Heather Ainsworth/The New York Times

Heather Ainsworth/The New York Times

July 21, 2020

Students Grapple With Pandemic-Induced Financial Insecurity

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During the COVID-19 outbreak, unemployment hit a record 14.7 percent in the U.S. as mass layoffs took place and companies reduced hiring. A portion of this affected population includes students who are working their way through college.

About 11 million college students in the U.S. are employed while in college, with 75 percent working over 20 hours a week, according to studies from the National Center of Educational Statistics.

Moriah Adeghe ’21 had to leave her job at Cornell’s Flora Rose House Office. But her leave came with benefits, as Student and Campus Life compensated her based on her average weekly hours.

“We are not working remotely, but we are still getting paid which is incredibly nice,” Adeghe said.

35 percent of college students who received internship offers by April experienced cancellations because of the pandemic — a source of worry and disappointment for students who rely on them for personal and professional development. Adeghe was in the recruiting process for internships before companies began issuing hiring freezes.

Losing out on months of expected income is especially difficult for students who heavily depend on their summer internships to sustain them throughout the season and well into the school year.

“As of right now I have no idea how I am going to make money,” Adeghe said. “To go three full months with no income source is just not possible, but I don’t know where I could find a good paying job that isn’t an internship.”

Students already in financially insecure positions saw their situations worsen as they had to adapt to the unexpected order to leave campus by the end of spring break in March. Raven Schwam-Curtis ’20 recalled the different sources of stress during her move back home.

“I was really worried that flights would become much more difficult to come by or be cut off altogether, and you wouldn’t be able to get around the U.S.,” she said. “The first thing I frantically did was purchase a [plane] ticket, which is expensive to do.”

During this time, Schwam-Curtis was also financially supporting her mother and clearing out her own apartment in Ithaca.

“I had to pack up my whole life for four years in just four or five days, so that was really stressful,” she said.

The sudden transition to a more secluded lifestyle also had a negative impact on many students’ mental health, as students navigated isolation, remote learning, living at home and financial concerns.

A survey conducted by nonprofit Active Minds revealed that one in five students reported that their mental health significantly worsened during the pandemic — partly due to an increased need for financial support.

Schwam-Curtis said that the combination of financial stressors and the premature goodbyes to close friends was emotionally taxing.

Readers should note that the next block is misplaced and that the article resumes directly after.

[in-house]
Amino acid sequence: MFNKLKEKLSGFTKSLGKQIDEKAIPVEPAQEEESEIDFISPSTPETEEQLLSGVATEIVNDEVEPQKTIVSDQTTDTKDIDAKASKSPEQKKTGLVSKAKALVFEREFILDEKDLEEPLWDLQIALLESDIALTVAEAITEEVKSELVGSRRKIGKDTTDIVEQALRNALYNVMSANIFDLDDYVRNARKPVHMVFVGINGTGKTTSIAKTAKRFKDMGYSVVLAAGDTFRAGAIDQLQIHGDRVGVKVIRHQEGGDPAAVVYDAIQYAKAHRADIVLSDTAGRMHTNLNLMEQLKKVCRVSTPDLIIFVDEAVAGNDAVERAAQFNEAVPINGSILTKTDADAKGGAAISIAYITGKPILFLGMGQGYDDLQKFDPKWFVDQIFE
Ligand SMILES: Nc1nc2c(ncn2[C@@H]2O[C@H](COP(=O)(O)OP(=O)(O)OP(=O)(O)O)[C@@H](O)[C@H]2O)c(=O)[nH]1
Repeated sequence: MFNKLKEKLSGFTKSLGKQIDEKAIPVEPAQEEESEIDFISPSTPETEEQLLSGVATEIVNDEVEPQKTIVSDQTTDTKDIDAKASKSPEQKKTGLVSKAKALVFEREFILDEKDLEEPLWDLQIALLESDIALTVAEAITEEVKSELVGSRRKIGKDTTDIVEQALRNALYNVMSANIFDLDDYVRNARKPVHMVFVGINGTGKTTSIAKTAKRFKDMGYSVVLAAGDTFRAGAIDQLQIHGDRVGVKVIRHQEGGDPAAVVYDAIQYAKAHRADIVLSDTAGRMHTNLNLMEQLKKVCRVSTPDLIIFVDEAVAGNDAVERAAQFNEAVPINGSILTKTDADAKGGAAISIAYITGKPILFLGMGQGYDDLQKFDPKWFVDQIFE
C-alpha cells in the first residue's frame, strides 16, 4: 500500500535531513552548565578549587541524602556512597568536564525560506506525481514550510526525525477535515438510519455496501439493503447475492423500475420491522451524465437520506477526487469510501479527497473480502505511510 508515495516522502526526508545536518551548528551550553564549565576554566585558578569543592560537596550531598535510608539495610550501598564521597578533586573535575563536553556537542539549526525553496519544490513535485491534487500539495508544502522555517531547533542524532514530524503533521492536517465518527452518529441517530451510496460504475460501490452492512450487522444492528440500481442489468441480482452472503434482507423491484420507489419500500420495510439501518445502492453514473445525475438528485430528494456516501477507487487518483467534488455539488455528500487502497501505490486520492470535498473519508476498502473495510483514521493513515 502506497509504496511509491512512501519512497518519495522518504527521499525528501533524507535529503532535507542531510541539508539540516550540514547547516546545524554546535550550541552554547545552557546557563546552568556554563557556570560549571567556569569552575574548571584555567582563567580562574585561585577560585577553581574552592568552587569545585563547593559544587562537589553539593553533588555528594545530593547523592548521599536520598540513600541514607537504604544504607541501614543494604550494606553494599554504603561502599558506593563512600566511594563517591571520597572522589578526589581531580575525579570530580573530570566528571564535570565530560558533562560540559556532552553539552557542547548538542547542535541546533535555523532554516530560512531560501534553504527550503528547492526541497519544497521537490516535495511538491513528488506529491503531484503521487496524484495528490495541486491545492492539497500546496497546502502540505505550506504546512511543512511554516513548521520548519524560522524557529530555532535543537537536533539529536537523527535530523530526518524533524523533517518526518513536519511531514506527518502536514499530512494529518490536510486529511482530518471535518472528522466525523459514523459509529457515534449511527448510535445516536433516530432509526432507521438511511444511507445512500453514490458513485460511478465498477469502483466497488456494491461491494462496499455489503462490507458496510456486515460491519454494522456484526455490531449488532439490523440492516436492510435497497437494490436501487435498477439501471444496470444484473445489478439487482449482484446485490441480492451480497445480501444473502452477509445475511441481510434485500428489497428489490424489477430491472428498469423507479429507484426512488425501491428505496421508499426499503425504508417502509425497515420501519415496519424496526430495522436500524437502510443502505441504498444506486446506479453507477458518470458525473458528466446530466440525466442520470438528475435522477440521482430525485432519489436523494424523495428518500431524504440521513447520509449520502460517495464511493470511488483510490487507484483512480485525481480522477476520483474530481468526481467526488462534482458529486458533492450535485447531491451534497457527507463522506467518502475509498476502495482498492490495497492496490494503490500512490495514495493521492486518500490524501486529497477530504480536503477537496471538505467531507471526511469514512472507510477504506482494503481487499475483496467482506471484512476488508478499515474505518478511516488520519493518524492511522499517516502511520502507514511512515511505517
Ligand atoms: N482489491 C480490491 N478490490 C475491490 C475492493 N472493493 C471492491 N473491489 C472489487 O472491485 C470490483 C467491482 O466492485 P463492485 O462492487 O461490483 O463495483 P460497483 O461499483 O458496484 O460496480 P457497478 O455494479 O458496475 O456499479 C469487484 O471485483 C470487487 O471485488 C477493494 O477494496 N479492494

“I think that was the beginning of the decline of my mental health — which for most Cornell students isn’t necessarily great to begin with,” she said.

As colleges reopen their campuses, they are now anticipating an increased need for mental health and counseling services during the fall semester. Meanwhile, some students going through troubles during the pandemic have relied on peers for emotional support.

“I’ve found it helpful to reach out to friends who are going through similar issues,” Adeghe said. Schwam-Curtis said she has had similar bonding moments with friends since the lockdown. She attributes these moments of solidarity to a “shared sense of frustration and lost youth.”

While relationships and friends became a source of comfort for students dealing with the emotional process of navigating lockdowns, students in need of financial support turned to the Cornell Access Fund. During the spring semester, the fund distributed around $400,000 to support low-income students, covering expenses related to their displacement including travel, shipping and storage.

Schwam-Curtis reached out to the Access Fund and received financial assistance to cover shipping costs and her plane ticket.

“The plane ticket, the shipping cost for all my belongings and also spending money to buy cleaning supplies and food to send home — it just became a lot,” she said. “I knew I would need some help because I come from a low-income single parent household.”

On June 19, Cornell students  joined other universities in New York State to request aid from the state and federal government for continued funding of scholarship and rent relief. Attending a private university like Cornell costs more than $60,000 per year without any financial aid.

In March, Cornell reaffirmed its financial aid commitments to current and prospective students — opting to cut costs through hiring freezes and the reduction of construction initiatives. On July 9, President Martha E. Pollack discussed the “extraordinary” measure of increasing payouts from the endowment during a virtual open forum.

“The biggest factor, by far, is the additional financial aid need of our families,” she said. “And I am fully committed to ensuring that all our families, all our students get the aid they need to complete their education.”